Limiting yourself to 140 characters — the maximum for messages on this diabolically addictive social-networking tool — is easy once you get the
66. ”Since U Been Gone,” Kelly Clarkson
Can anyone do bitter better? Nothing packs more romantic rage than the original Idol’s 2004 kiss-off to a coldhearted ex.
67. Fahrenheit 9/11
Michael Moore’s anti-Bush polemic gave millions of frustrated liberals exactly what they needed to hear in 2004 — and infuriated just about everyone else. Along the way, it became the highest-grossing documentary of all time.
68. Mad Men, ”Shut the Door. Have a Seat.”
Don Draper grabs the reins of his career and assembles a crack team of Sterling Cooper ad execs to form a rival agency in the season 3 finale. For Don — and us — it’s an emotion-jammed hour of ends and beginnings.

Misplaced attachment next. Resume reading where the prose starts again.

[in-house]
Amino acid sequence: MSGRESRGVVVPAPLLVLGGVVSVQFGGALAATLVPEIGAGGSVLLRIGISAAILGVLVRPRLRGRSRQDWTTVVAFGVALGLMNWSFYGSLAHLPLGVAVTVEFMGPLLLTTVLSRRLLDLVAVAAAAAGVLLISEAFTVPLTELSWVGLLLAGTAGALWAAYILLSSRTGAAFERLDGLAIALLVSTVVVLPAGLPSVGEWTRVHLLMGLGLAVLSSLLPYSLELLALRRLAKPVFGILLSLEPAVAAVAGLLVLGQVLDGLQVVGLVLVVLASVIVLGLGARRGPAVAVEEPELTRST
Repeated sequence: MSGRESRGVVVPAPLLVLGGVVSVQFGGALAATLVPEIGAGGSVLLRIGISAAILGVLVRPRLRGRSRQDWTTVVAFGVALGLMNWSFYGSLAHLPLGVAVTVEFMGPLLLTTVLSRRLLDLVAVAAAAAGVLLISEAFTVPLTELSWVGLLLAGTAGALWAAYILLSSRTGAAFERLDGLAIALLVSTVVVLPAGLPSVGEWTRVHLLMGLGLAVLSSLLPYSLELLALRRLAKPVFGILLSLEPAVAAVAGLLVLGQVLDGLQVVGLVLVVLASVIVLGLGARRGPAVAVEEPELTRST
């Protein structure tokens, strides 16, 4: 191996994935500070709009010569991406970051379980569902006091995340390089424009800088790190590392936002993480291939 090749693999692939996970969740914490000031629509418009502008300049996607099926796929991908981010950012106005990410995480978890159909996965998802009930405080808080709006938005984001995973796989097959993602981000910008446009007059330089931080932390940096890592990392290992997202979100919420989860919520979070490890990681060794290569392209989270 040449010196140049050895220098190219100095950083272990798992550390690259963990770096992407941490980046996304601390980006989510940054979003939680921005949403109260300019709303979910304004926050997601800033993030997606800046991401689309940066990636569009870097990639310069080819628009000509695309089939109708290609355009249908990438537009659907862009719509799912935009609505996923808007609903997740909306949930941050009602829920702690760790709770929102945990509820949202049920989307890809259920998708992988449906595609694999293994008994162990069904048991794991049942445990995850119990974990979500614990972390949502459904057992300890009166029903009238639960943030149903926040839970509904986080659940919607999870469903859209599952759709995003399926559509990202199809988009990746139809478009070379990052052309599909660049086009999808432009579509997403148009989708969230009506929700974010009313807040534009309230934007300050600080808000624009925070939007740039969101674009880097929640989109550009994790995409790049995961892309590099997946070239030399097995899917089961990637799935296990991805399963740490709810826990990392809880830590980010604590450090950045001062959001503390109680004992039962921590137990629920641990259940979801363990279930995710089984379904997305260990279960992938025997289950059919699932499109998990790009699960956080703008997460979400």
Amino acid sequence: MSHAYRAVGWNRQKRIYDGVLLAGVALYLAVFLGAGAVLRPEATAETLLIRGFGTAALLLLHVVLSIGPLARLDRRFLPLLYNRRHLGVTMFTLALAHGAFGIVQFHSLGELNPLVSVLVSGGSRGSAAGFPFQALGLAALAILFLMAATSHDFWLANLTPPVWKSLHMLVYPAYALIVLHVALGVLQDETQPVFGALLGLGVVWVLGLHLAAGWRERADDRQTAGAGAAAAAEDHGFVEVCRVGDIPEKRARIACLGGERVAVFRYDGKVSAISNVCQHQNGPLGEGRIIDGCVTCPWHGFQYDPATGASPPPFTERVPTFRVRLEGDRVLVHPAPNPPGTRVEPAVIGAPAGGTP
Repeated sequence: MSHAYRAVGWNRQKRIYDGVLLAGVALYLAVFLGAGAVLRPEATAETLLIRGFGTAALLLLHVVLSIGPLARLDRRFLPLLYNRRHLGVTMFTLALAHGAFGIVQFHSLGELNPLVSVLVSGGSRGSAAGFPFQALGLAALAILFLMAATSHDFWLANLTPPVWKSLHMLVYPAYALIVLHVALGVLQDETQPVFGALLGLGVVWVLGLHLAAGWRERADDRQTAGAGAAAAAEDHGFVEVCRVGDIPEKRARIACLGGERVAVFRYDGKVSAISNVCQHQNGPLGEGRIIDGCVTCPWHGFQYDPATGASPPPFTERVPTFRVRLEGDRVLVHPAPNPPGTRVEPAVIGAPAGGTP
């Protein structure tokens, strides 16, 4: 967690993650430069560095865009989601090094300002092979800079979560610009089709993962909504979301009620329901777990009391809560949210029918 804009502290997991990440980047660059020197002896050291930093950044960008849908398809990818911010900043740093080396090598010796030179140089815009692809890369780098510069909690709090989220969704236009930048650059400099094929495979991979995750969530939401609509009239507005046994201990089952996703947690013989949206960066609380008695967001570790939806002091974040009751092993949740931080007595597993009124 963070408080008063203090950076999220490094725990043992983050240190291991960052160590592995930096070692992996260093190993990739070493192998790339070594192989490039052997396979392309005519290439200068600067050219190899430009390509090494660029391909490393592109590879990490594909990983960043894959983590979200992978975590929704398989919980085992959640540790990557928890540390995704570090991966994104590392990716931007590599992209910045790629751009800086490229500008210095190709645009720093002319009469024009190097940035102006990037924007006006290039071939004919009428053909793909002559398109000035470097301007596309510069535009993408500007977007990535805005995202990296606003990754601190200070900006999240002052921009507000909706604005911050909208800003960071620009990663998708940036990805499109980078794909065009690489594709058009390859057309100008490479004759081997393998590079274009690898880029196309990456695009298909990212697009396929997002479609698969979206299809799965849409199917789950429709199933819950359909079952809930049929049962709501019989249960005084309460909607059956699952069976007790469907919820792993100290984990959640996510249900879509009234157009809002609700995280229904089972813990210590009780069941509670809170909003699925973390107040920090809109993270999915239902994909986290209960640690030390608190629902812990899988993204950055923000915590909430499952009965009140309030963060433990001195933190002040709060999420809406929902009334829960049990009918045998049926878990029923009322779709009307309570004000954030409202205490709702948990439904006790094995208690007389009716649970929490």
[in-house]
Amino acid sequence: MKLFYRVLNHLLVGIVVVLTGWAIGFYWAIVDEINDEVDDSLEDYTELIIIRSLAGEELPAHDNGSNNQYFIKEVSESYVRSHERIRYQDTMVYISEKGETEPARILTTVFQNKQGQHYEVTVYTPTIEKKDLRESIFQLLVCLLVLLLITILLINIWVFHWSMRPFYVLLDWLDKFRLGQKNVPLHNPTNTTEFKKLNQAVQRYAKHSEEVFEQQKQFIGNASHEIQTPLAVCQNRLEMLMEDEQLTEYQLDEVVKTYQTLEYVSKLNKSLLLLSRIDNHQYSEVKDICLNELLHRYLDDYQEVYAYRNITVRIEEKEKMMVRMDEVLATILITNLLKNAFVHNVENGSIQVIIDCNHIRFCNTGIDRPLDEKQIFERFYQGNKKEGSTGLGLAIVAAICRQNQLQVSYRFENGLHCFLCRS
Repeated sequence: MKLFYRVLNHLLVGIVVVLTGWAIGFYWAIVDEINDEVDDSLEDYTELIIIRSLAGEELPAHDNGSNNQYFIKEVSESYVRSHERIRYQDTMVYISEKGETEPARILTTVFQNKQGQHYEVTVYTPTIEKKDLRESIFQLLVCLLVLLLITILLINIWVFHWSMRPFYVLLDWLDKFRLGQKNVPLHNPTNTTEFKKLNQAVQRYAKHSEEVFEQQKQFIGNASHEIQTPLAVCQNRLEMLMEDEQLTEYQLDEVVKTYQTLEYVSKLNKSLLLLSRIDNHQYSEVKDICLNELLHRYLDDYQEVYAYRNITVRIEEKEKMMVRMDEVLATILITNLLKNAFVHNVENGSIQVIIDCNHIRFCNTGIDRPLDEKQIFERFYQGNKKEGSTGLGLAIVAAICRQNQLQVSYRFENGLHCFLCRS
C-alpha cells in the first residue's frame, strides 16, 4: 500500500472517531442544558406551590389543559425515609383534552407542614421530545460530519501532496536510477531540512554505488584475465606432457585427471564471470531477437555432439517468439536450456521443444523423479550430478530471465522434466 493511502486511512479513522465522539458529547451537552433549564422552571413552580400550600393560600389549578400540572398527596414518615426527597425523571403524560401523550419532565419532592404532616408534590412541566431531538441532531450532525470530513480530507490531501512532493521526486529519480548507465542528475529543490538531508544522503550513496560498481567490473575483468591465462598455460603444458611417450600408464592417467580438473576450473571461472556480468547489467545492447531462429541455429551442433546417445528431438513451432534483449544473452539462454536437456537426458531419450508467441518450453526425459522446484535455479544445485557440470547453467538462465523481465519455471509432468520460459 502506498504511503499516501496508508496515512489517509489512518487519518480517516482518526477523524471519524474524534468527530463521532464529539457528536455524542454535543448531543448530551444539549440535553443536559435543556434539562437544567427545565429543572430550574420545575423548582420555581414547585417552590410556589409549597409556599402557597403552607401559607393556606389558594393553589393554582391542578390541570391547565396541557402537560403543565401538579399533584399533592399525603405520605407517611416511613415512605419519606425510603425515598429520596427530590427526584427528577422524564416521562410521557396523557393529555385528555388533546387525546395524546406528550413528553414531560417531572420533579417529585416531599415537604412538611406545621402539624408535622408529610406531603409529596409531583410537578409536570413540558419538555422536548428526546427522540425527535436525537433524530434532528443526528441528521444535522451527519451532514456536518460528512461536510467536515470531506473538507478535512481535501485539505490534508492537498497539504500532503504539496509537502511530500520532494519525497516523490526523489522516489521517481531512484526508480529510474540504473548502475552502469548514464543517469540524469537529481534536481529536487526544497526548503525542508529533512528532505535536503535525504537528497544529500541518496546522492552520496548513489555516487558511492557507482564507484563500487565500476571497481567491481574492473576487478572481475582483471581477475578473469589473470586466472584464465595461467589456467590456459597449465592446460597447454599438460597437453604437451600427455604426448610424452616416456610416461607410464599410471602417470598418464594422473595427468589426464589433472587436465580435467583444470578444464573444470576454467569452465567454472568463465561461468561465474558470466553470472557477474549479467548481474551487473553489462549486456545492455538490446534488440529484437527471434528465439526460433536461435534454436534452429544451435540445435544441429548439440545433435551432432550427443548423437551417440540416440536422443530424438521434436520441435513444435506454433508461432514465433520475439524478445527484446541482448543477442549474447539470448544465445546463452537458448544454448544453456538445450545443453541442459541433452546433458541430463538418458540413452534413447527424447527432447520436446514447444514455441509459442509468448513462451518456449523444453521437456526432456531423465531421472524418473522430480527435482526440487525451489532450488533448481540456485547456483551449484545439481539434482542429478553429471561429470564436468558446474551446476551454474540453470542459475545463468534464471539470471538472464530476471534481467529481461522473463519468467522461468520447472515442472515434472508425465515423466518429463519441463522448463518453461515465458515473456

69. Patrick Dempsey’s hair
What made Grey’s Anatomy a mega-medi-hit? It could have something to do with creator Shonda Rhimes’ scalpel-sharp writing…or McDreamy’s impossibly luxurious mane. Just saying.
70. Stankonia, OutKast
With hummable hits (”Ms. Jackson”) and out-there experiments (”B.O.B.”), the rap duo gave us all a visa to the funky if fictional land of Stankonia in 2000.
71. Bond bathing suits
And you thought spies were supposed to be inconspicuous! Halle Berry’s orange bikini in Die Another Day (2002) and Daniel Craig’s supersnug powder blue trunks in Casino Royale (2006) suggest that neither 007 star can keep a secret.
72. The Comeback
Starring the superb Lisa Kudrow as a washed-up sitcom actress, this comedy may have lasted only 13 episodes, but it’s the most brilliantly brutal satire of reality TV ever captured on screen.